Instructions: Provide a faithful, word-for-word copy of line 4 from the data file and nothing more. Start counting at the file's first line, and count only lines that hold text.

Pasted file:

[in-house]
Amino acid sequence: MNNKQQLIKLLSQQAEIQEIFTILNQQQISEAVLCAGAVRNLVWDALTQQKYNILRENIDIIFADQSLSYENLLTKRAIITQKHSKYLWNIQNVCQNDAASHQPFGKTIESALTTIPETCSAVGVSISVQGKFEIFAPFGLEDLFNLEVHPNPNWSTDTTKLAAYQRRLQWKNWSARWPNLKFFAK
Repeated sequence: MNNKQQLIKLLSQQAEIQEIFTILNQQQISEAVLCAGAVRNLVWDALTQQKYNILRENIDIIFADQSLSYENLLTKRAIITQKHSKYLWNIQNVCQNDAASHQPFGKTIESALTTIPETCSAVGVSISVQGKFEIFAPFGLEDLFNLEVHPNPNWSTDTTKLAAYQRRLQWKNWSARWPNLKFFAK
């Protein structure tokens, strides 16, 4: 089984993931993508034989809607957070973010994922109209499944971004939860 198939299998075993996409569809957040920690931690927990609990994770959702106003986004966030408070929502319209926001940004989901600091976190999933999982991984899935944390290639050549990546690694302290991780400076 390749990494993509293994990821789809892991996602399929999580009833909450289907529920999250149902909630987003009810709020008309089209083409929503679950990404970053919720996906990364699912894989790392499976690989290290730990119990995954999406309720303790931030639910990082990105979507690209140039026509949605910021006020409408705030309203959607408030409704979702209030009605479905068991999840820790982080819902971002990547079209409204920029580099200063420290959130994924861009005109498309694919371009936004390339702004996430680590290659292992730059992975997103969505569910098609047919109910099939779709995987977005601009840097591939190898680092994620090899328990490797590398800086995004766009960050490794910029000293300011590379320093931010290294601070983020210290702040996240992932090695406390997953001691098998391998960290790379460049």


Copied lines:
């Protein structure tokens, strides 16, 4: 089984993931993508034989809607957070973010994922109209499944971004939860 198939299998075993996409569809957040920690931690927990609990994770959702106003986004966030408070929502319209926001940004989901600091976190999933999982991984899935944390290639050549990546690694302290991780400076 390749990494993509293994990821789809892991996602399929999580009833909450289907529920999250149902909630987003009810709020008309089209083409929503679950990404970053919720996906990364699912894989790392499976690989290290730990119990995954999406309720303790931030639910990082990105979507690209140039026509949605910021006020409408705030309203959607408030409704979702209030009605479905068991999840820790982080819902971002990547079209409204920029580099200063420290959130994924861009005109498309694919371009936004390339702004996430680590290659292992730059992975997103969505569910098609047919109910099939779709995987977005601009840097591939190898680092994620090899328990490797590398800086995004766009960050490794910029000293300011590379320093931010290294601070983020210290702040996240992932090695406390997953001691098998391998960290790379460049």